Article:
Over the past few decades, the United States’ primary solution for juvenile offenders has been incarceration, or in other words, placement in juvenile correction facilities. However, after many studies, this way of holding troubled youth accountable for their actions may not be the best option for all. The National Conference of State Legislatures states, “Detention that follows arrest of a young person and pending disposition of the case has not only been shown to have negative consequences for some youths, it often is costly and unwarranted for public safety.” Although incarceration is necessary for some juveniles, alternative options can be just as effective, if not more.
Prison Policy Initiative examined the United States’ incarceration rates from 2018 and found 70% of convictions in the United States result in placement in a facility, which is substantially more than other countries with similar crime rates. With the U.S. having one of the highest rates of incarceration, it raises the question of what other countries are doing to respond to criminal acts and the effects it has on juveniles.
The Dangers of Detention
Incarceration has many negative effects on the youth it serves. These effects include, but are not limited to, failure to return to school, trouble finding job opportunities, recidivism, and additional mental health issues. All of these effects of incarceration at a young age could contribute to the juvenile’s overall mental, physical, and emotional well-being. And, one-third of all youth in juvenile detention centers are charged for status offenses or technical violations of their probation. These offenders are at a higher risk of the negative effects listed above even though an alternative option could be better suited for their offense.
On top of the negative effects detention has on juveniles, it also plays a costly role for the community. The American Correctional Association acknowledges, that the daily cost in 2008 for one juvenile to be incarcerated was $240. That amount totals an average cost of $66,000-$88,000 for 9-12 months. It is important to understand the high expenses required to keep a juvenile in a correctional facility, especially when juveniles that are contained for non-serious crimes are included in those costs. The costly factor of incarceration has played a large role in fighting for alternative options in the juvenile court system.
In a report published by the Annie E. Casey Foundation, Dr. Barry Krisberg, the longtime president of the National Council on Crime and Delinquency, stated, “We have to recognize that incarceration of youth per se is toxic. So we need to reduce the incarceration of young people to the very small dangerous few. And we’ve got to recognize that if we lock up a lot of kids, it’s going to increase crime.”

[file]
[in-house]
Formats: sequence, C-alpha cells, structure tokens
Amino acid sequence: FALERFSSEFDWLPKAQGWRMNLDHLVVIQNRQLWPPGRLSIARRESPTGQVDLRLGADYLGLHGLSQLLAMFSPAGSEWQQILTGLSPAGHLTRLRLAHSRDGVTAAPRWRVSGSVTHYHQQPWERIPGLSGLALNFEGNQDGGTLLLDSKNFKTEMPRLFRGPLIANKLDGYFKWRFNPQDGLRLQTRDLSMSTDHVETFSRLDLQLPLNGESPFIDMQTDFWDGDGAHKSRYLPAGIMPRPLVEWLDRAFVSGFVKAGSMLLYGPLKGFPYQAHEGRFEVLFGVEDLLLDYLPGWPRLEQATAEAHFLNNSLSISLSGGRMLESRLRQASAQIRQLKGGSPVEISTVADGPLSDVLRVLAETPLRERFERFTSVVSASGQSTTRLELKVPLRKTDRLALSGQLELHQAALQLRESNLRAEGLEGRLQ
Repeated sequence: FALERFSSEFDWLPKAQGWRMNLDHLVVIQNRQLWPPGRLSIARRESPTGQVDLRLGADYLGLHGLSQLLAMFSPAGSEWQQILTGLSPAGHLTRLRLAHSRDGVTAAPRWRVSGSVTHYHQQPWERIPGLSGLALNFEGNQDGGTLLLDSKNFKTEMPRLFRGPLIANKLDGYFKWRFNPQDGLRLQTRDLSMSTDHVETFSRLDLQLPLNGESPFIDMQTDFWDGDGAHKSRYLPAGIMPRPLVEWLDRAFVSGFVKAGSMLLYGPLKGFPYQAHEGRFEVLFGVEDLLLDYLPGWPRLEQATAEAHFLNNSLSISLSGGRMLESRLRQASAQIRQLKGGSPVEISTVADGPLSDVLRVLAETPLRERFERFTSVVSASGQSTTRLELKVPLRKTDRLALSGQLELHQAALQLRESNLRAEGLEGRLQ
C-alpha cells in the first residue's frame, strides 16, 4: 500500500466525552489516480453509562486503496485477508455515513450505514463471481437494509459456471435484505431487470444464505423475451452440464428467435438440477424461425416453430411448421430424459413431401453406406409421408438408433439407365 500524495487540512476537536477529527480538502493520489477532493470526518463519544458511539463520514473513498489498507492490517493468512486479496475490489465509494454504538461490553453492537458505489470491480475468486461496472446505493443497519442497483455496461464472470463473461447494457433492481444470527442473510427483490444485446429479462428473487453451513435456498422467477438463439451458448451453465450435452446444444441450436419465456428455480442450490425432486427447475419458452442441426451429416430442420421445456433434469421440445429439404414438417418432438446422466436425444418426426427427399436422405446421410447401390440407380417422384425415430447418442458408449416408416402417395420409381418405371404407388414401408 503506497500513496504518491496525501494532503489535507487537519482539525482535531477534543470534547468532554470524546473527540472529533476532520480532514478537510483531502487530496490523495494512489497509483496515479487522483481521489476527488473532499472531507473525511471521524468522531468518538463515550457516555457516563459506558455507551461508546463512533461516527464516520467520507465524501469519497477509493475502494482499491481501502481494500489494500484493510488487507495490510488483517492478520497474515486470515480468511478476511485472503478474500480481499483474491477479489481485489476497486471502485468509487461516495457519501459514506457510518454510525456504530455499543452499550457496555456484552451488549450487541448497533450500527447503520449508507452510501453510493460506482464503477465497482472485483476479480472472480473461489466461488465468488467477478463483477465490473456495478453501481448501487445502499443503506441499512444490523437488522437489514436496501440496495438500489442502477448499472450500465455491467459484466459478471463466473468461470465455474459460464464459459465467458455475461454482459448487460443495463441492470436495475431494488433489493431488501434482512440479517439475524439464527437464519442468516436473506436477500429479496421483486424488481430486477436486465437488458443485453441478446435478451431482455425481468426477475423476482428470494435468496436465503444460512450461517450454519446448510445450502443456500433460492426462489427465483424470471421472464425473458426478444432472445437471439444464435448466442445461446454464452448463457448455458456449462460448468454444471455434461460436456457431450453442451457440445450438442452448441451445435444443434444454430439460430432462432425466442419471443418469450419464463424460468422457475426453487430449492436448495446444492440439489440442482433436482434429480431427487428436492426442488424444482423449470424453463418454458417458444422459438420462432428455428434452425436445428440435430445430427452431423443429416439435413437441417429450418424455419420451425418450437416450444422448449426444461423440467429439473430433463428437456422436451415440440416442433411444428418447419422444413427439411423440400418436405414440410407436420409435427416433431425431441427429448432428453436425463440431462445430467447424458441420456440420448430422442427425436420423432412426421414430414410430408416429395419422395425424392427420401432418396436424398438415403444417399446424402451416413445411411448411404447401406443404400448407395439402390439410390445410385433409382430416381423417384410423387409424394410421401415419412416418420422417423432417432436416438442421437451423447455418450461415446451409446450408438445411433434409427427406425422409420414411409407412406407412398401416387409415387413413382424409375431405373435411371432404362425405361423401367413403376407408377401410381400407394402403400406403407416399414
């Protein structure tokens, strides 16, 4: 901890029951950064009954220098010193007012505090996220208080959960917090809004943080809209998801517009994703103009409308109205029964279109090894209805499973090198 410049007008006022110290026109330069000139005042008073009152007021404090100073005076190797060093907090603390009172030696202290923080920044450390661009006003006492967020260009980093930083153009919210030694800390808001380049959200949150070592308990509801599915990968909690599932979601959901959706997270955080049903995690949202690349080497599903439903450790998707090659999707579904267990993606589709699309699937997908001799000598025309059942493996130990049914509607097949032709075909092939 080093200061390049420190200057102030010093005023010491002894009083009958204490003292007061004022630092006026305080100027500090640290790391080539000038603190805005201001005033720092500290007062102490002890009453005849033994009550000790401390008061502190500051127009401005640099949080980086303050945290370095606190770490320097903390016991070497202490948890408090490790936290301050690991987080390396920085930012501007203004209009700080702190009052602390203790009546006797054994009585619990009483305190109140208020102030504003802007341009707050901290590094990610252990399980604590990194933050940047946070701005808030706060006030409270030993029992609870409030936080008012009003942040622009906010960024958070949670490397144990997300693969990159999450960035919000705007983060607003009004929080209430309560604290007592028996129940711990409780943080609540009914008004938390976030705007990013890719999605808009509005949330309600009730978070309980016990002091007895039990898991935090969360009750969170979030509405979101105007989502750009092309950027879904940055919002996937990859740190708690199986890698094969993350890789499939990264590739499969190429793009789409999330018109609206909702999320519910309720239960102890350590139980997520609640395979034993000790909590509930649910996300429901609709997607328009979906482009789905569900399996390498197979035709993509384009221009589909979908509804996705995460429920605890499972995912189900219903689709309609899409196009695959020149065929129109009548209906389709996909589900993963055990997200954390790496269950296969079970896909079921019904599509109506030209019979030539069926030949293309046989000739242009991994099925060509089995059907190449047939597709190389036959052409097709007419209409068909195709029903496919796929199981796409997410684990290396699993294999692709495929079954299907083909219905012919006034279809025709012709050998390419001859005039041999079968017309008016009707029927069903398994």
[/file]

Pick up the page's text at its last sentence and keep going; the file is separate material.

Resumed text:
A Restorative Alternative
To create a brighter future for juveniles and their families, restorative alternatives should be evaluated. A restorative alternative, such as Multisystemic Therapy (MST), offers multiple solutions for justice-involved youth.
MST features the largest body of evidence, by far, of successful interventions for high-risk youth. MST provides services to juvenile offenders, abused or neglected children, emerging adults, youth with psychiatric needs, substance-abusing youth, incarcerated juvenile offenders, and juvenile sex offenders.
NCBI listed MST as an innovative approach to at-risk teens and explained, “Studies have found intervention effects on delinquency that persist into adulthood: Youth receiving individual therapy were 4 times more likely to be rearrested and nearly 3 times more likely to be arrested for a violent offense than were MST-treated youth up to 14 years after the intervention.”
MST is a proven alternative to juvenile detention and has already reached more than 200,000 families. Since therapists are on call 24/7 and work with juveniles in their homes, schools, and communities, it provides better outcomes for the entire family at a cost savings to tax payers. Due to reduction in arrests and property crime, MST provides communities a net benefit of up to $200,000 per youth served. Moreover, the program is scientifically proven to transform lives. For example, MST proven results involve 54% of fewer rearrests, 54% of fewer out-of-home placements, 86% of youth living at home, an increase in youth receiving jobs, and academic success. Through MST, communities can see a reduction in incarceration, mental health services, and crime rates.